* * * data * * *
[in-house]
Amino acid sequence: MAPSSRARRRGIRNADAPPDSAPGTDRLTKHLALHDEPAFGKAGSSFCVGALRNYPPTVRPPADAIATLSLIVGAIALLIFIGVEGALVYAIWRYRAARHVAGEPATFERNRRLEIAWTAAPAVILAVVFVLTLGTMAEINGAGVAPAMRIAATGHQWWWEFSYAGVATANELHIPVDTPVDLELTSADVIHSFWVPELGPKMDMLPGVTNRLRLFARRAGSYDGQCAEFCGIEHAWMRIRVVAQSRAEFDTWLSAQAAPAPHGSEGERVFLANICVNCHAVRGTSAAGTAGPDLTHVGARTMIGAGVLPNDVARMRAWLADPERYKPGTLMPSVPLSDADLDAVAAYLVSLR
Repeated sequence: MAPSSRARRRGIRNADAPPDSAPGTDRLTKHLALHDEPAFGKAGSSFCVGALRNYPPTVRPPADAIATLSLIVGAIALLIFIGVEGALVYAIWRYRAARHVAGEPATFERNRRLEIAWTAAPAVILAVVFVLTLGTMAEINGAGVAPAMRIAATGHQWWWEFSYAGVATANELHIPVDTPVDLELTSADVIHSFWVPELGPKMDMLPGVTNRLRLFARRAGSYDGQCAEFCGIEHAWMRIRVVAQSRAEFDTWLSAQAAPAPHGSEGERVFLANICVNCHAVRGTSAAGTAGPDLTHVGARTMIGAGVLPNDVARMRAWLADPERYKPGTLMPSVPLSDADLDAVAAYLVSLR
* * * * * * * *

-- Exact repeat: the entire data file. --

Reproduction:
[in-house]
Amino acid sequence: MAPSSRARRRGIRNADAPPDSAPGTDRLTKHLALHDEPAFGKAGSSFCVGALRNYPPTVRPPADAIATLSLIVGAIALLIFIGVEGALVYAIWRYRAARHVAGEPATFERNRRLEIAWTAAPAVILAVVFVLTLGTMAEINGAGVAPAMRIAATGHQWWWEFSYAGVATANELHIPVDTPVDLELTSADVIHSFWVPELGPKMDMLPGVTNRLRLFARRAGSYDGQCAEFCGIEHAWMRIRVVAQSRAEFDTWLSAQAAPAPHGSEGERVFLANICVNCHAVRGTSAAGTAGPDLTHVGARTMIGAGVLPNDVARMRAWLADPERYKPGTLMPSVPLSDADLDAVAAYLVSLR
Repeated sequence: MAPSSRARRRGIRNADAPPDSAPGTDRLTKHLALHDEPAFGKAGSSFCVGALRNYPPTVRPPADAIATLSLIVGAIALLIFIGVEGALVYAIWRYRAARHVAGEPATFERNRRLEIAWTAAPAVILAVVFVLTLGTMAEINGAGVAPAMRIAATGHQWWWEFSYAGVATANELHIPVDTPVDLELTSADVIHSFWVPELGPKMDMLPGVTNRLRLFARRAGSYDGQCAEFCGIEHAWMRIRVVAQSRAEFDTWLSAQAAPAPHGSEGERVFLANICVNCHAVRGTSAAGTAGPDLTHVGARTMIGAGVLPNDVARMRAWLADPERYKPGTLMPSVPLSDADLDAVAAYLVSLR